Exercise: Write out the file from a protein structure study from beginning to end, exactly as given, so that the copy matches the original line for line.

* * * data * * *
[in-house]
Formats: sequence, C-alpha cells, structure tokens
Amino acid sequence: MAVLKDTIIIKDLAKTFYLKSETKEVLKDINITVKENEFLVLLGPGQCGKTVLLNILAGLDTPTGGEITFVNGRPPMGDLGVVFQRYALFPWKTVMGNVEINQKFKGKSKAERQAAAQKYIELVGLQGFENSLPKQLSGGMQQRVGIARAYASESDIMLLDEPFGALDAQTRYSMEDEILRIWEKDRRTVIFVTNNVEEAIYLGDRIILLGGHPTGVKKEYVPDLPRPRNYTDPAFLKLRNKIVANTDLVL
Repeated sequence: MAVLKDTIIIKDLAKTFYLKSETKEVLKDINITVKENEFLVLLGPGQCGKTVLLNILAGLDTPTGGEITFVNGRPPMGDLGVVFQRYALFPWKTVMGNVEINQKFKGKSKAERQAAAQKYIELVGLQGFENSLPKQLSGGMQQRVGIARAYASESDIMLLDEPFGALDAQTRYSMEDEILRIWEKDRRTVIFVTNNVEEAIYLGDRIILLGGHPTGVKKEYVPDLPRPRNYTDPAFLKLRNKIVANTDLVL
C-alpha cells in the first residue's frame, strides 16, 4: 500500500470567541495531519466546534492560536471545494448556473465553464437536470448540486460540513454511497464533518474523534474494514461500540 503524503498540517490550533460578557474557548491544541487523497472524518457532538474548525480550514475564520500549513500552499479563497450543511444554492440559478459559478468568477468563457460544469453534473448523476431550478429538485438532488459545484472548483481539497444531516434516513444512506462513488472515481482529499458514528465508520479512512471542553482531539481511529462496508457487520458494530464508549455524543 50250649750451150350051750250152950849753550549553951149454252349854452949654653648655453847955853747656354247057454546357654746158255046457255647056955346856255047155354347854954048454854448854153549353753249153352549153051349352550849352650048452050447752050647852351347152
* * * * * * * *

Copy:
[in-house]
Formats: sequence, C-alpha cells, structure tokens
Amino acid sequence: MAVLKDTIIIKDLAKTFYLKSETKEVLKDINITVKENEFLVLLGPGQCGKTVLLNILAGLDTPTGGEITFVNGRPPMGDLGVVFQRYALFPWKTVMGNVEINQKFKGKSKAERQAAAQKYIELVGLQGFENSLPKQLSGGMQQRVGIARAYASESDIMLLDEPFGALDAQTRYSMEDEILRIWEKDRRTVIFVTNNVEEAIYLGDRIILLGGHPTGVKKEYVPDLPRPRNYTDPAFLKLRNKIVANTDLVL
Repeated sequence: MAVLKDTIIIKDLAKTFYLKSETKEVLKDINITVKENEFLVLLGPGQCGKTVLLNILAGLDTPTGGEITFVNGRPPMGDLGVVFQRYALFPWKTVMGNVEINQKFKGKSKAERQAAAQKYIELVGLQGFENSLPKQLSGGMQQRVGIARAYASESDIMLLDEPFGALDAQTRYSMEDEILRIWEKDRRTVIFVTNNVEEAIYLGDRIILLGGHPTGVKKEYVPDLPRPRNYTDPAFLKLRNKIVANTDLVL
C-alpha cells in the first residue's frame, strides 16, 4: 500500500470567541495531519466546534492560536471545494448556473465553464437536470448540486460540513454511497464533518474523534474494514461500540 503524503498540517490550533460578557474557548491544541487523497472524518457532538474548525480550514475564520500549513500552499479563497450543511444554492440559478459559478468568477468563457460544469453534473448523476431550478429538485438532488459545484472548483481539497444531516434516513444512506462513488472515481482529499458514528465508520479512512471542553482531539481511529462496508457487520458494530464508549455524543 50250649750451150350051750250152950849753550549553951149454252349854452949654653648655453847955853747656354247057454546357654746158255046457255647056955346856255047155354347854954048454854448854153549353753249153352549153051349352550849352650048452050447752050647852351347152